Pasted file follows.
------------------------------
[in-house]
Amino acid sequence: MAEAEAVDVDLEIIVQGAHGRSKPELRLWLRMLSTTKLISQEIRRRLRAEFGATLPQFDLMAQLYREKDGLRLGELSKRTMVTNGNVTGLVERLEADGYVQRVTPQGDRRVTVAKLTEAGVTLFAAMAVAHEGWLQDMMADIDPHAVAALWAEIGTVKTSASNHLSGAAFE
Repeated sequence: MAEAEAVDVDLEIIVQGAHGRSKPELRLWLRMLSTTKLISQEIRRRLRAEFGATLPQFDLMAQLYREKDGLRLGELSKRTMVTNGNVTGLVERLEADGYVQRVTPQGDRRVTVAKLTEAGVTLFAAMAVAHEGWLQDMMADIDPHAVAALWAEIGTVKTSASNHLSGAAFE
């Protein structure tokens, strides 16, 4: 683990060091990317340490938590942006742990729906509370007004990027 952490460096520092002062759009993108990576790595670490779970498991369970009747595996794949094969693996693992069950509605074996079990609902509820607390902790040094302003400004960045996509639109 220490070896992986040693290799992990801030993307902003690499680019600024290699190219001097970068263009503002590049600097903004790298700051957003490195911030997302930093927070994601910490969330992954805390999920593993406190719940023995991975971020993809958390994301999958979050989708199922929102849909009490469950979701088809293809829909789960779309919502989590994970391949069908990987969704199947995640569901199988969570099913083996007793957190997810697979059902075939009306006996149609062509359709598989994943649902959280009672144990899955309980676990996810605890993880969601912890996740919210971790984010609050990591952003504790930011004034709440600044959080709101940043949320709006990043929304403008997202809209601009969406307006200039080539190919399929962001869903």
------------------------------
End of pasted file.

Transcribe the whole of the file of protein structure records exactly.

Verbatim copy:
[in-house]
Amino acid sequence: MAEAEAVDVDLEIIVQGAHGRSKPELRLWLRMLSTTKLISQEIRRRLRAEFGATLPQFDLMAQLYREKDGLRLGELSKRTMVTNGNVTGLVERLEADGYVQRVTPQGDRRVTVAKLTEAGVTLFAAMAVAHEGWLQDMMADIDPHAVAALWAEIGTVKTSASNHLSGAAFE
Repeated sequence: MAEAEAVDVDLEIIVQGAHGRSKPELRLWLRMLSTTKLISQEIRRRLRAEFGATLPQFDLMAQLYREKDGLRLGELSKRTMVTNGNVTGLVERLEADGYVQRVTPQGDRRVTVAKLTEAGVTLFAAMAVAHEGWLQDMMADIDPHAVAALWAEIGTVKTSASNHLSGAAFE
């Protein structure tokens, strides 16, 4: 683990060091990317340490938590942006742990729906509370007004990027 952490460096520092002062759009993108990576790595670490779970498991369970009747595996794949094969693996693992069950509605074996079990609902509820607390902790040094302003400004960045996509639109 220490070896992986040693290799992990801030993307902003690499680019600024290699190219001097970068263009503002590049600097903004790298700051957003490195911030997302930093927070994601910490969330992954805390999920593993406190719940023995991975971020993809958390994301999958979050989708199922929102849909009490469950979701088809293809829909789960779309919502989590994970391949069908990987969704199947995640569901199988969570099913083996007793957190997810697979059902075939009306006996149609062509359709598989994943649902959280009672144990899955309980676990996810605890993880969601912890996740919210971790984010609050990591952003504790930011004034709440600044959080709101940043949320709006990043929304403008997202809209601009969406307006200039080539190919399929962001869903």